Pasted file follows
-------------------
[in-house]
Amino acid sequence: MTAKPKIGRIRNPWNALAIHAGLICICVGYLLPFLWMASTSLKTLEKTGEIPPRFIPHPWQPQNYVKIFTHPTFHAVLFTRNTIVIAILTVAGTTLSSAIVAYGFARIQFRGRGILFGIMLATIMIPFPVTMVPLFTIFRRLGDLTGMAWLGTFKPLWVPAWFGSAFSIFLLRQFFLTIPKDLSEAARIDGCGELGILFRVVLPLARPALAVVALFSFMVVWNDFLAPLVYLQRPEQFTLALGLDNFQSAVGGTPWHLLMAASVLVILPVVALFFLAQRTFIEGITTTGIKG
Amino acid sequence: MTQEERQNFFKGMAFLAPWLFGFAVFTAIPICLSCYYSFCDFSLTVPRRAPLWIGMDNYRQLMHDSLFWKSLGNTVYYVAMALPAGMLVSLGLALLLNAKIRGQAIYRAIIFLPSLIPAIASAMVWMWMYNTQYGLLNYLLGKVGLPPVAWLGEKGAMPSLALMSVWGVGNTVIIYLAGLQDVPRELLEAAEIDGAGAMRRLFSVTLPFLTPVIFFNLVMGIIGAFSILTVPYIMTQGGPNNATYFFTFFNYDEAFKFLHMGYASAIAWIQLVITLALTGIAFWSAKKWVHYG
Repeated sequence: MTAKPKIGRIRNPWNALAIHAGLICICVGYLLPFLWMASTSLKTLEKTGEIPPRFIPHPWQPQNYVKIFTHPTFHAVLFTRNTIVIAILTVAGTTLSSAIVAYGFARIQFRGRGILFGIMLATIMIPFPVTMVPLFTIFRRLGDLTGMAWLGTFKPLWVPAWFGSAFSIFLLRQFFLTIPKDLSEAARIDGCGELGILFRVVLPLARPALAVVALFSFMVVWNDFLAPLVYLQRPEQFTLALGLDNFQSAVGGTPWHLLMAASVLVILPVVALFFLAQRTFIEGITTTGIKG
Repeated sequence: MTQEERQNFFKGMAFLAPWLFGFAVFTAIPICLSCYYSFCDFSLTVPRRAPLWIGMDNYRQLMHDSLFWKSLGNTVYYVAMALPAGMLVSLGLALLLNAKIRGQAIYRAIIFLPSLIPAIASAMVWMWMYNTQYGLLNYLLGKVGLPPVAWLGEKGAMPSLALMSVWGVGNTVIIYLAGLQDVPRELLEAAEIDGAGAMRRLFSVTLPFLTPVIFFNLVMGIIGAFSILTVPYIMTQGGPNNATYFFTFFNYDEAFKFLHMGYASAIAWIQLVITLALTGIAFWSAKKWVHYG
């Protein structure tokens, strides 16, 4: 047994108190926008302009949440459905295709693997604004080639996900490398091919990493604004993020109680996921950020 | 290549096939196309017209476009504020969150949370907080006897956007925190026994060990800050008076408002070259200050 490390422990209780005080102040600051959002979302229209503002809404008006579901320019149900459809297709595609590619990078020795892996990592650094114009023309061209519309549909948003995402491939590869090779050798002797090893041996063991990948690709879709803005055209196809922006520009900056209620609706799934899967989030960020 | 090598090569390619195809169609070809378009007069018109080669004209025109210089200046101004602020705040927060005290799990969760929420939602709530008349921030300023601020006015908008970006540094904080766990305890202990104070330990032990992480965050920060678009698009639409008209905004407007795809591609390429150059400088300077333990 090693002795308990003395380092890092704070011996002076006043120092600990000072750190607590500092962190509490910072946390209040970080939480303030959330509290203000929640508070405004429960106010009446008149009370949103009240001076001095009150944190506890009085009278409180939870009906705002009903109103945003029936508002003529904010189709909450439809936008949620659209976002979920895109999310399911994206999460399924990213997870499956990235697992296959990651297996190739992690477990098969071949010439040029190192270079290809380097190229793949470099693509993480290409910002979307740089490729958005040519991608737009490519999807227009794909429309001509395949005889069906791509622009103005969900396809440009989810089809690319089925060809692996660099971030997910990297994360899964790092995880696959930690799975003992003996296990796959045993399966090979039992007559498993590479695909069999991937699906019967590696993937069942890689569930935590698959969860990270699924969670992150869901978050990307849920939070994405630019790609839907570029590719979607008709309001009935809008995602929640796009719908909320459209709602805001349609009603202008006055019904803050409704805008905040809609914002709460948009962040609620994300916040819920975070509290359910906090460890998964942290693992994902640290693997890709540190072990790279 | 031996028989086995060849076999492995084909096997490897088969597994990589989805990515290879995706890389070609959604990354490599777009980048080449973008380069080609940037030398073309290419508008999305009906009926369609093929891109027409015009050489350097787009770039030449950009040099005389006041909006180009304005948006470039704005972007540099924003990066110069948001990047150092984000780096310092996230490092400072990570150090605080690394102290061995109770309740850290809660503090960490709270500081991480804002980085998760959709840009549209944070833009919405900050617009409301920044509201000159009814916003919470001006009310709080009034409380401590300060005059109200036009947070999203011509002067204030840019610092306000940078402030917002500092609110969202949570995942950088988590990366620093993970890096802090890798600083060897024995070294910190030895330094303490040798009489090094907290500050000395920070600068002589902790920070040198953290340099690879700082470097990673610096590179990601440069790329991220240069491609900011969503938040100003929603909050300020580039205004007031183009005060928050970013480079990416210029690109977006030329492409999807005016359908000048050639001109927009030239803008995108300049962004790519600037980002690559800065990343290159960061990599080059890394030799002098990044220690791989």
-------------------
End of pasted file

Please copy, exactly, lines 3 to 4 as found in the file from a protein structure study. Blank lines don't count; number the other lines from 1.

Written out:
Amino acid sequence: MTQEERQNFFKGMAFLAPWLFGFAVFTAIPICLSCYYSFCDFSLTVPRRAPLWIGMDNYRQLMHDSLFWKSLGNTVYYVAMALPAGMLVSLGLALLLNAKIRGQAIYRAIIFLPSLIPAIASAMVWMWMYNTQYGLLNYLLGKVGLPPVAWLGEKGAMPSLALMSVWGVGNTVIIYLAGLQDVPRELLEAAEIDGAGAMRRLFSVTLPFLTPVIFFNLVMGIIGAFSILTVPYIMTQGGPNNATYFFTFFNYDEAFKFLHMGYASAIAWIQLVITLALTGIAFWSAKKWVHYG
Repeated sequence: MTAKPKIGRIRNPWNALAIHAGLICICVGYLLPFLWMASTSLKTLEKTGEIPPRFIPHPWQPQNYVKIFTHPTFHAVLFTRNTIVIAILTVAGTTLSSAIVAYGFARIQFRGRGILFGIMLATIMIPFPVTMVPLFTIFRRLGDLTGMAWLGTFKPLWVPAWFGSAFSIFLLRQFFLTIPKDLSEAARIDGCGELGILFRVVLPLARPALAVVALFSFMVVWNDFLAPLVYLQRPEQFTLALGLDNFQSAVGGTPWHLLMAASVLVILPVVALFFLAQRTFIEGITTTGIKG